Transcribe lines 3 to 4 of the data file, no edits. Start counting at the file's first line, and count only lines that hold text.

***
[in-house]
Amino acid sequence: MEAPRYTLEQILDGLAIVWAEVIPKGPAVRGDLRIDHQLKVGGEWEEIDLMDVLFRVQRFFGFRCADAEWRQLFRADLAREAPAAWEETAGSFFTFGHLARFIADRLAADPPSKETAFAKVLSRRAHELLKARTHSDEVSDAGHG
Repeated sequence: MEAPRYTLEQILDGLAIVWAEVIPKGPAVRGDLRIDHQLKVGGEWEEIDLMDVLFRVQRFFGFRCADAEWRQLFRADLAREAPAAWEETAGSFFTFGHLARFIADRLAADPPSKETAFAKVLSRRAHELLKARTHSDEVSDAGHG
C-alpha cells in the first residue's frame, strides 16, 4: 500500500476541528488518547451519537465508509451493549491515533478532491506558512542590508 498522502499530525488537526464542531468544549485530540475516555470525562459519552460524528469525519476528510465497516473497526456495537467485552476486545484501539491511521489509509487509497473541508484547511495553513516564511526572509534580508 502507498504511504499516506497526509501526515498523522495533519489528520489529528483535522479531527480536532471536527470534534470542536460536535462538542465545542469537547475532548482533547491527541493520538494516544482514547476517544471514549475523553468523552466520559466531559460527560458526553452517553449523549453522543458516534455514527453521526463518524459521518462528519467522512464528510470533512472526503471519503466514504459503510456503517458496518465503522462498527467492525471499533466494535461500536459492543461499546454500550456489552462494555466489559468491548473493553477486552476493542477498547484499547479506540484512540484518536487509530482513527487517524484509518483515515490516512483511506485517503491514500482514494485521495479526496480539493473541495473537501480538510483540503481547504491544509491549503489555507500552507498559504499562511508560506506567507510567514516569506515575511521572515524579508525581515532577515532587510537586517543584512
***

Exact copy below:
Repeated sequence: MEAPRYTLEQILDGLAIVWAEVIPKGPAVRGDLRIDHQLKVGGEWEEIDLMDVLFRVQRFFGFRCADAEWRQLFRADLAREAPAAWEETAGSFFTFGHLARFIADRLAADPPSKETAFAKVLSRRAHELLKARTHSDEVSDAGHG
C-alpha cells in the first residue's frame, strides 16, 4: 500500500476541528488518547451519537465508509451493549491515533478532491506558512542590508 498522502499530525488537526464542531468544549485530540475516555470525562459519552460524528469525519476528510465497516473497526456495537467485552476486545484501539491511521489509509487509497473541508484547511495553513516564511526572509534580508 502507498504511504499516506497526509501526515498523522495533519489528520489529528483535522479531527480536532471536527470534534470542536460536535462538542465545542469537547475532548482533547491527541493520538494516544482514547476517544471514549475523553468523552466520559466531559460527560458526553452517553449523549453522543458516534455514527453521526463518524459521518462528519467522512464528510470533512472526503471519503466514504459503510456503517458496518465503522462498527467492525471499533466494535461500536459492543461499546454500550456489552462494555466489559468491548473493553477486552476493542477498547484499547479506540484512540484518536487509530482513527487517524484509518483515515490516512483511506485517503491514500482514494485521495479526496480539493473541495473537501480538510483540503481547504491544509491549503489555507500552507498559504499562511508560506506567507510567514516569506515575511521572515524579508525581515532577515532587510537586517543584512